Abstract

SUMMARIZING PRIOR WITNESS TESTIMONY: ADMISSIBLE EVIDENCE, PEDAGOGICAL DEVICE, OR VIOLATION OF THE FEDERAL RULES OF EVIDENCE?

EMILIA A. QUESADA

Copyright 1996 Florida State University Law Review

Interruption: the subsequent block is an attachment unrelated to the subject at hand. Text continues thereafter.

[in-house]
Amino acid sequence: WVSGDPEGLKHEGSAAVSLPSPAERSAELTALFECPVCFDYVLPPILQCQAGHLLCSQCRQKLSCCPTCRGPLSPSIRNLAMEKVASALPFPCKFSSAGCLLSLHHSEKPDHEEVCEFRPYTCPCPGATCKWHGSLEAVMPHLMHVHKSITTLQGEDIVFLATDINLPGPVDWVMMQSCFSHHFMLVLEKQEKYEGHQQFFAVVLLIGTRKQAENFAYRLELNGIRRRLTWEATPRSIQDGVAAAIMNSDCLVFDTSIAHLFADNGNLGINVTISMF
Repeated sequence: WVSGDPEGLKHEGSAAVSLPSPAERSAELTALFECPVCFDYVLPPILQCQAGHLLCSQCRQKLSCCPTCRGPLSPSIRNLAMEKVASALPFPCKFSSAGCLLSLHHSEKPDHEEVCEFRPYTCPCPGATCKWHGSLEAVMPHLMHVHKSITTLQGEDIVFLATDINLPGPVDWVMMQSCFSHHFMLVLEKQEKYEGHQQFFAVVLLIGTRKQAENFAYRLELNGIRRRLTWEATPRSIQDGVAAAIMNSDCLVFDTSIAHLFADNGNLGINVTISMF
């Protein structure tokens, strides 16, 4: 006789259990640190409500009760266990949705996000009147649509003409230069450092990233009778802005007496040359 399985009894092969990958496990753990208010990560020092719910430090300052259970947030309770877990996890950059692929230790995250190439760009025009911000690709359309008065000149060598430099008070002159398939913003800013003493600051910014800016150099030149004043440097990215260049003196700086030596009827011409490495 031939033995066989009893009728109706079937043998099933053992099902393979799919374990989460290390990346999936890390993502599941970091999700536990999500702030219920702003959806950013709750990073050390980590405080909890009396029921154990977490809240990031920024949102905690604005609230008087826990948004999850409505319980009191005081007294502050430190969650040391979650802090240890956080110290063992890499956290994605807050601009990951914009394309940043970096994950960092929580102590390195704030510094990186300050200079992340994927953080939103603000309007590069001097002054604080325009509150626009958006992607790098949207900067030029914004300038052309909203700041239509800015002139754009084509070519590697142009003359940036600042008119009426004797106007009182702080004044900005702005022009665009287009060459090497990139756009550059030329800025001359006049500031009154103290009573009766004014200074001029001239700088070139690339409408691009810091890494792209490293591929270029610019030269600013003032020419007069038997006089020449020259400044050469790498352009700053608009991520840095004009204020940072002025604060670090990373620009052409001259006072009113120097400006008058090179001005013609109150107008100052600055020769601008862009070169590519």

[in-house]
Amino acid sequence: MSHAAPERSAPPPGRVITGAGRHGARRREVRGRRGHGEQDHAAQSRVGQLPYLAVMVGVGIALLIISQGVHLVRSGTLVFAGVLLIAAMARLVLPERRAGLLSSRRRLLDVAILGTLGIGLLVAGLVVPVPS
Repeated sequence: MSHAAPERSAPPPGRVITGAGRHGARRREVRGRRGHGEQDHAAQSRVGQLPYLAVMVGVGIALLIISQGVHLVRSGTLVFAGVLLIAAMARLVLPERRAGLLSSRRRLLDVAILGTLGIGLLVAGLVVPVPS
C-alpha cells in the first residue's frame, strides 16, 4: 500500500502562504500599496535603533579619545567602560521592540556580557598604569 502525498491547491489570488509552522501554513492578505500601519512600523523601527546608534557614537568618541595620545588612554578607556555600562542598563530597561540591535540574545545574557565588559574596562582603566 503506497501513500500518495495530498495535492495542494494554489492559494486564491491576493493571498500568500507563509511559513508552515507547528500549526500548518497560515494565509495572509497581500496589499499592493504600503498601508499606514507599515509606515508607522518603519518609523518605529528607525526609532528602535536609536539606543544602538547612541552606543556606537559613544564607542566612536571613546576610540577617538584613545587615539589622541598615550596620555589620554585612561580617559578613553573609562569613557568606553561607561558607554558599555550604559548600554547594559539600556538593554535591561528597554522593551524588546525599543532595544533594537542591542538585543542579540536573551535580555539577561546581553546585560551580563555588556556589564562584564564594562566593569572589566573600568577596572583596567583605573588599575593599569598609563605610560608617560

This Comment examines the federal courts' recent expansion of the use of summaries at trial. Part II explores the background and purpose of Federal Rule of Evidence 1006 and examines how federal courts have limited the use of the Rule with respect to summaries of in-court testimony. Part III discusses how the courts have expanded Federal Rule of Evidence 611(a), beginning with the Sixth Circuit's decision in United States v. Scales. Scales was the first decision to recognize Rule 611(a) as a basis for the use of summaries under the Rule's "mode and order" language. Part IV analyzes how federal courts have since progressively expanded the use of Rule 611(a), a process that culminated in the Fourth Circuit's recent application of the Rule in United States v. Johnson. Finally, this Comment concludes that federal courts have violated the purpose of the Federal Rules of Evidence by expanding Rule 611(a) and proposes that the Advisory Committee on the Federal Rules of Evidence address the issue to clarify the scope and purpose of the Rule.

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